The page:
It was an awful exhibition of football in what already has become a terrible season. In a less forgiving market, the coach’s head might be rolling down the interstate by now. As for Minnesota ...
“There’s a lot of football to be played,” Leslie Frazier noted.
Yes, but I don’t think that’s a good thing.
But some people are paying the price. Those loud splats we heard Sunday were the result of ESPN executives hitting the pavement after jumping from their office windows. In one week’s time, “Monday Night Football” will feature the New York Giants (0-6) against the Minnesota Vikings (1-4).
That one could lose the ratings battle to Celebrity Pie Eating on that new Fox Sports channel. The only thing that could make the Vikings-Giants game even remotely interesting is if it were announced beforehand that the losing coach would be fired, on the air, immediately after the contest. At least New Yorkers and Minnesotans would tune in.
Even before the Vikings spit the bit and quit competing in the second half Sunday, they were an unsightly mess. They lacked energy, focus and appeared to have just wandered into the Metrodome after an extended vacation. No one expected that coming off a bye week and playing a crucial early-season game at home.
“I’m out of explanations,” Jared Allen said. “I don’t know.”
“Seems like we come up with a new theory every week,” said Brian Robison. “I don’t know, man. We’re missing tackles. They are finding gaps.”
“The effort, the preparation was there,” Frazier insisted. “We just didn’t execute well enough to keep our fans engaged. The effort was there, but we have to play smarter and we have to play better.”
The Vikings might have started out as if they were interested, but by the second half they were going through the motions. It doesn’t matter, anyway. This just isn’t a very good team. Clearly, Christian Ponder wasn’t the entire problem. The Vikings can’t tackle, and they can’t cover anybody. The offense is mistake-prone and unimaginative.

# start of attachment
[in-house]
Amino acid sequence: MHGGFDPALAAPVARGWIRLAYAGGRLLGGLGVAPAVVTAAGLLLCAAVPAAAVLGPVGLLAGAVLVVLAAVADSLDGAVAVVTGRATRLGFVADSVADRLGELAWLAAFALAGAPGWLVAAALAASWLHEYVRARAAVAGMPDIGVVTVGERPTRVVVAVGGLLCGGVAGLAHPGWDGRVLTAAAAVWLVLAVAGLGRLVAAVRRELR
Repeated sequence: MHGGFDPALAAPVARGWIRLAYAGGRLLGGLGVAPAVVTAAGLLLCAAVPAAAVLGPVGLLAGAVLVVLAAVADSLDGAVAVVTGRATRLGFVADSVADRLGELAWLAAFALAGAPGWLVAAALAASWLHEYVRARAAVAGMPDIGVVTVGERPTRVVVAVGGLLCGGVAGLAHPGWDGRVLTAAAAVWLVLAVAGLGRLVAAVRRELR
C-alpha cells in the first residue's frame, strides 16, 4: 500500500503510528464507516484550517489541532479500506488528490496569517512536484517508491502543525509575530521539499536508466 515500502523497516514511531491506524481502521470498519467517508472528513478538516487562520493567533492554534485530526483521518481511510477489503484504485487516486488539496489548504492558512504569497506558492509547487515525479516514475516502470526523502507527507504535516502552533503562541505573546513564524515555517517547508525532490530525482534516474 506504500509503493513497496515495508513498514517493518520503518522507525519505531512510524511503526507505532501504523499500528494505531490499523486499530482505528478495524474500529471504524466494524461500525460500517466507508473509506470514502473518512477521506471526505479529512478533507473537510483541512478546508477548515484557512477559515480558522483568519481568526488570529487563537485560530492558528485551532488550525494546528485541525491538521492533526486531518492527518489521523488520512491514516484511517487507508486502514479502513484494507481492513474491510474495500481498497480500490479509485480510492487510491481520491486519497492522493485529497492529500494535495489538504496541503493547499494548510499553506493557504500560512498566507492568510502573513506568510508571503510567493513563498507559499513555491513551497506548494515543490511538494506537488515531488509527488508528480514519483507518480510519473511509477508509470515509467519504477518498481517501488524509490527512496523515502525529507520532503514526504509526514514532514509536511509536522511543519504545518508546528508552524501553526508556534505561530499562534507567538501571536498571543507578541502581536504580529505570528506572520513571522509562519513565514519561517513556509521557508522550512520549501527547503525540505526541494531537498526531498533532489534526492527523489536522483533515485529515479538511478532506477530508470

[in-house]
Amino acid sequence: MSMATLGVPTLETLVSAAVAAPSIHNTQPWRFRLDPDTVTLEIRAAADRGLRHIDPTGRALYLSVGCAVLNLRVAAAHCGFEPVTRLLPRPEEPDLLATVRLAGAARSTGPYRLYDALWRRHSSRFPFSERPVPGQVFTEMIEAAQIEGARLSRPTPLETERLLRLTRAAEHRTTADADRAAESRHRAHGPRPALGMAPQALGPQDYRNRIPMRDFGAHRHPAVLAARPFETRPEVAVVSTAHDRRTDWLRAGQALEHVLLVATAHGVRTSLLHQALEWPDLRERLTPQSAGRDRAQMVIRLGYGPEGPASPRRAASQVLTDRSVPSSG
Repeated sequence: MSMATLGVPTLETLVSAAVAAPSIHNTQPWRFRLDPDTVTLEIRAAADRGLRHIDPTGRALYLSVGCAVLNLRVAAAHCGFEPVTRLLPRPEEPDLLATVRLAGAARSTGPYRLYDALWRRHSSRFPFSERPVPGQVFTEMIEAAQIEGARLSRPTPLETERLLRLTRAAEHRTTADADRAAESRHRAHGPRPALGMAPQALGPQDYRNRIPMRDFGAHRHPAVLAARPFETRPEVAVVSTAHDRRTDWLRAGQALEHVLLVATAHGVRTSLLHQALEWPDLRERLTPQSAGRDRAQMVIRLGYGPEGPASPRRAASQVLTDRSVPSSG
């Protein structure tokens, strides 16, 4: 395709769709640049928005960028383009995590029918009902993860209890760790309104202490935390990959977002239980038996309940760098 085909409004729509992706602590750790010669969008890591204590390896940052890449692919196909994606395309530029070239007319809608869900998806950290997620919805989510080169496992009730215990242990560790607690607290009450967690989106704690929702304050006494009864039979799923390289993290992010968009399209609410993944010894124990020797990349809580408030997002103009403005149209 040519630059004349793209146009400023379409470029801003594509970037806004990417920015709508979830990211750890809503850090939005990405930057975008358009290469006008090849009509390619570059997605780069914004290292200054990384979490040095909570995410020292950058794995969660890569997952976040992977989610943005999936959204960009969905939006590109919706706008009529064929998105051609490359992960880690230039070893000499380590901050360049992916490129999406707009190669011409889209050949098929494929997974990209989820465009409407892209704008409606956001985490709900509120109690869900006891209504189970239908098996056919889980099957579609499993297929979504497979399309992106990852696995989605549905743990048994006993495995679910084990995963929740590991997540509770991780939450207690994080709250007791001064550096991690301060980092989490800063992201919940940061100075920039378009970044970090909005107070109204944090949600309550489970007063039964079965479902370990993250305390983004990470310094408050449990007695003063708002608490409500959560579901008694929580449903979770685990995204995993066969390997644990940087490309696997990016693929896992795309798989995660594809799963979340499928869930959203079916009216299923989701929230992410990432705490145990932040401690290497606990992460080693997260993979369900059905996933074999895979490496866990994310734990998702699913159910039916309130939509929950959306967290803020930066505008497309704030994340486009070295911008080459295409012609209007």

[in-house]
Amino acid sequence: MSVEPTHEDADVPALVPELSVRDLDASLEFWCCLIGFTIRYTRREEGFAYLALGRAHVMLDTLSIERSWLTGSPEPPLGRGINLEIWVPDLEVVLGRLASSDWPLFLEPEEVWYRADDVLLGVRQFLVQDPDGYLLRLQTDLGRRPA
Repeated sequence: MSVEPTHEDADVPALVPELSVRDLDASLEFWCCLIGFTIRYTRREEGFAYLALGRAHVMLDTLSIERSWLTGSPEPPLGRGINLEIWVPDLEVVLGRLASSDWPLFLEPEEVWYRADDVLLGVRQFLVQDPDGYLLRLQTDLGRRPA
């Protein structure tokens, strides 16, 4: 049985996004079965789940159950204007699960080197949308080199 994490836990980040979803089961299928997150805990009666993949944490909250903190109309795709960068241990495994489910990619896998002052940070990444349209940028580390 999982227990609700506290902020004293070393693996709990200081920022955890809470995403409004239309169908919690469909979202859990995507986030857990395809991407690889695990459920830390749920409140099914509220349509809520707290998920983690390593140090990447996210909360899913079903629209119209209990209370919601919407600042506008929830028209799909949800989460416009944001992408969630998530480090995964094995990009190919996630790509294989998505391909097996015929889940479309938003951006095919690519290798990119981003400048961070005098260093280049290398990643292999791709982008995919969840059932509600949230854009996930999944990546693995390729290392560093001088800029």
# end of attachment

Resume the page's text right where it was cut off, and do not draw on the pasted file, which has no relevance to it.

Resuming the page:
Quarterback Matt Cassel wasn’t particularly good, either. After throwing a brutal interception on the first drive, he returned to the bench and sat next to Ponder. I figure those two probably bonded right there.
And Minnesota’s Letroy Guion was called for a taunting penalty right after Cam Newton ran into the end zone for a Carolina touchdown. The other team scored, and Guion got a taunting penalty! Imagine if he had actually stopped Newton. He might have stripped naked and raced the length of the field in celebration.
In the locker room afterward, no one seemed overly upset. Nobody kicked a trash can or threw a bar of soap. Nobody sat with his head between his knees. It was all rather routine. Perhaps they really do believe that it’s too early to panic. Or maybe they realize, deep down, that it won’t make any difference.
“We simply didn’t get it done today,” Chad Greenway said. “That’s the reality. It was a frustrating performance.”
“I thought the guys played hard,” Frazier insisted. “They came out with energy and drove the ball on the first drive on offense. They came out with good energy. That opening drive, it would have been great if we could have got points out of it. To come away with no points ... “
That’s when Cassel sailed a pass into the arms of Panthers safety Mike Mitchell. Don’t worry, it sounded afterward as if the Vikings were going to rush Josh Freeman along so he can start against the Giants next week. But Joe Namath in his prime couldn’t straighten out this jumble. There are breakdowns everywhere.
“We definitely were out of sync,” said Adrian Peterson. “We didn’t play Minnesota football on either side. Special teams did pretty good, but we just seemed flat today.”
So it’s on to the Meadowlands and a battle of the have-nots. (The Toilet Bowl?) Somebody has to win. It’s right there in the rulebook.
“It’s going to be an NFL football game,” said John Sullivan. “We don’t care about the other team’s record. Every single team is talented, and every single team is dangerous. We’re going to work out butts off this week in practice and go try to beat the Giants next Monday night.”
Based on fan reaction at the game, the locals certainly are down on Vikings players and coaches right now.
“We’re professional football players,’’ Sullivan said. “We are paid to win football games, and that’s what we intend on doing.”
Frazier knows his stuff, there’s no question about that. Either he’s not getting through or the players aren’t good enough to do as they are instructed. Still, Frazier noted several times after the blowout loss that there is a lot of football left to be played. He meant that in a positive way.
But the thought of it is frightening.
Tom Powers: firstname.lastname@example.org